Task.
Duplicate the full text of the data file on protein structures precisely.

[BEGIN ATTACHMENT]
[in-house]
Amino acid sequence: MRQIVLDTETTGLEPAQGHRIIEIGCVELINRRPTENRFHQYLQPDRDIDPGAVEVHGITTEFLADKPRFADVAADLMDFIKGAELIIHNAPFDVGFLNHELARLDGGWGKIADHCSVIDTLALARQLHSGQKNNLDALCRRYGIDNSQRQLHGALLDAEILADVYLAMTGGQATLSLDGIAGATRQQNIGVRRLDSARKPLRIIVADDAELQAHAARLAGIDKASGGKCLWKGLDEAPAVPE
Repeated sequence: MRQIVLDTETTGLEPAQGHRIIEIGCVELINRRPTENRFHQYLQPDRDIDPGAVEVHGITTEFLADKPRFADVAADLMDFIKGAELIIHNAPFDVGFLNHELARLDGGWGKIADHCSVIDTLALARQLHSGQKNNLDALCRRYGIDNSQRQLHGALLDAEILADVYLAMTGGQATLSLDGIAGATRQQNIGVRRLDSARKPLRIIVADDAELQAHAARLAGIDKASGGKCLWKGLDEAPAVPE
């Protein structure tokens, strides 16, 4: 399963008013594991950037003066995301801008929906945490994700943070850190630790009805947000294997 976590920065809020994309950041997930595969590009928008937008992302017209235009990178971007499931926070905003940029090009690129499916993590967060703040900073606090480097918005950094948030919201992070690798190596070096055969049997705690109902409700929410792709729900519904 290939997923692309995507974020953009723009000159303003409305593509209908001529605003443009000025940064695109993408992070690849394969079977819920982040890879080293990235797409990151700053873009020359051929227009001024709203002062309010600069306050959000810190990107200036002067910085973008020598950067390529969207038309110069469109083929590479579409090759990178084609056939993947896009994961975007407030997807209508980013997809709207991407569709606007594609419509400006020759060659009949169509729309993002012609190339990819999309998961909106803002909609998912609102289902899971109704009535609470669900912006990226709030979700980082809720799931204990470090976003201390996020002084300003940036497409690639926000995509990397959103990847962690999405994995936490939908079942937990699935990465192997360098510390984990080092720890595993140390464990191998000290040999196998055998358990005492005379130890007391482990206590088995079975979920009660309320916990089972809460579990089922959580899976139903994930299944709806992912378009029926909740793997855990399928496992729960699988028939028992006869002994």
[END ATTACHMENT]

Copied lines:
[in-house]
Amino acid sequence: MRQIVLDTETTGLEPAQGHRIIEIGCVELINRRPTENRFHQYLQPDRDIDPGAVEVHGITTEFLADKPRFADVAADLMDFIKGAELIIHNAPFDVGFLNHELARLDGGWGKIADHCSVIDTLALARQLHSGQKNNLDALCRRYGIDNSQRQLHGALLDAEILADVYLAMTGGQATLSLDGIAGATRQQNIGVRRLDSARKPLRIIVADDAELQAHAARLAGIDKASGGKCLWKGLDEAPAVPE
Repeated sequence: MRQIVLDTETTGLEPAQGHRIIEIGCVELINRRPTENRFHQYLQPDRDIDPGAVEVHGITTEFLADKPRFADVAADLMDFIKGAELIIHNAPFDVGFLNHELARLDGGWGKIADHCSVIDTLALARQLHSGQKNNLDALCRRYGIDNSQRQLHGALLDAEILADVYLAMTGGQATLSLDGIAGATRQQNIGVRRLDSARKPLRIIVADDAELQAHAARLAGIDKASGGKCLWKGLDEAPAVPE
């Protein structure tokens, strides 16, 4: 399963008013594991950037003066995301801008929906945490994700943070850190630790009805947000294997 976590920065809020994309950041997930595969590009928008937008992302017209235009990178971007499931926070905003940029090009690129499916993590967060703040900073606090480097918005950094948030919201992070690798190596070096055969049997705690109902409700929410792709729900519904 290939997923692309995507974020953009723009000159303003409305593509209908001529605003443009000025940064695109993408992070690849394969079977819920982040890879080293990235797409990151700053873009020359051929227009001024709203002062309010600069306050959000810190990107200036002067910085973008020598950067390529969207038309110069469109083929590479579409090759990178084609056939993947896009994961975007407030997807209508980013997809709207991407569709606007594609419509400006020759060659009949169509729309993002012609190339990819999309998961909106803002909609998912609102289902899971109704009535609470669900912006990226709030979700980082809720799931204990470090976003201390996020002084300003940036497409690639926000995509990397959103990847962690999405994995936490939908079942937990699935990465192997360098510390984990080092720890595993140390464990191998000290040999196998055998358990005492005379130890007391482990206590088995079975979920009660309320916990089972809460579990089922959580899976139903994930299944709806992912378009029926909740793997855990399928496992729960699988028939028992006869002994």